"As president, Biden will restore the United States' standing as a global leader defending LGBTQ+ rights and development and work closely with our partners and like-minded governments to ensure that violence and discrimination against LGBTQ+ individuals do not go unchecked," the plan says.
The plan makes protecting human rights generally a priority, but also promises to protect human rights specifically by reappointing a special envoy to advance international LGBTQ rights, forming a coalition of countries to advance international LGBTQ rights and guiding the GLOBE Act into passage.
Biden unveils the plan after enjoying a remarkable comeback in the Democratic primary on Super Tuesday, when he routed his remaining opponents and disrupted the media narrative that Sen. Bernie Sanders (I-Vt.) was a lock on the presidential nomination.
Ahead of the primary, Biden won support from LGBTQ leaders, including former Human Rights Campaign president Chad Griffin and Jim Obergefell, the plaintiff in the lawsuit that led the U.S. Supreme Court to rule in favor of same-sex marriage nationwide.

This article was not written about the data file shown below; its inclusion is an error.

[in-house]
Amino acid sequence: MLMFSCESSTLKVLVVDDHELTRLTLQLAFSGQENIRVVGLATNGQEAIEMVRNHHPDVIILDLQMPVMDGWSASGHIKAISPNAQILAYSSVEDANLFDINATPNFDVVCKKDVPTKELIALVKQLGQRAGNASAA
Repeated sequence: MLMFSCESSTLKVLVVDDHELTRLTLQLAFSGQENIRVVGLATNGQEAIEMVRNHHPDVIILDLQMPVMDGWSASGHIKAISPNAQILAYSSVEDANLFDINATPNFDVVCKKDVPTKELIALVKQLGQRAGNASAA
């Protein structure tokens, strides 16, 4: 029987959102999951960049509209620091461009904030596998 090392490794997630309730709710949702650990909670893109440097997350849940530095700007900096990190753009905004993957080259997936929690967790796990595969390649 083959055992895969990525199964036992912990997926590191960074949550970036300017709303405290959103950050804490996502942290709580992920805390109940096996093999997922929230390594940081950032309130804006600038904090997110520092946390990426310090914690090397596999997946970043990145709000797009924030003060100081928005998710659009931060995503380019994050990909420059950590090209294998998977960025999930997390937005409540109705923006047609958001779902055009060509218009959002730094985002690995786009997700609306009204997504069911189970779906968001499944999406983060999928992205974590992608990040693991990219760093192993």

In response to a Blade inquiry on how the plan came together and if Griffin had a hand in writing it, a Biden campaign spokesperson said "the plan was crafted inclusive of voices across the LGBTQ+ community, from thought leaders, organizations, every day people, and more."
Sanders, who is now Biden's sole competition for the Democratic presidential nomination, isn't referenced in the plan. A look at Sanders's website reveals a page dedicated to LGBTQ issues, which articulates bullet-points for policy and recalls the Vermont independent's record in support of LGBTQ rights, including his vote in 1996 against the Defense of Marriage Act. (Biden as a U.S. senator voted for the anti-gay bill.)
But President Trump is another matter. Biden blames the Trump administration for going backwards on LGBTQ rights after the Obama era, accusing Trump and Vice President Mike Pence of having "given hate against LGBTQ+ individuals safe harbor and rolled back critical protections for the LGBTQ+ community."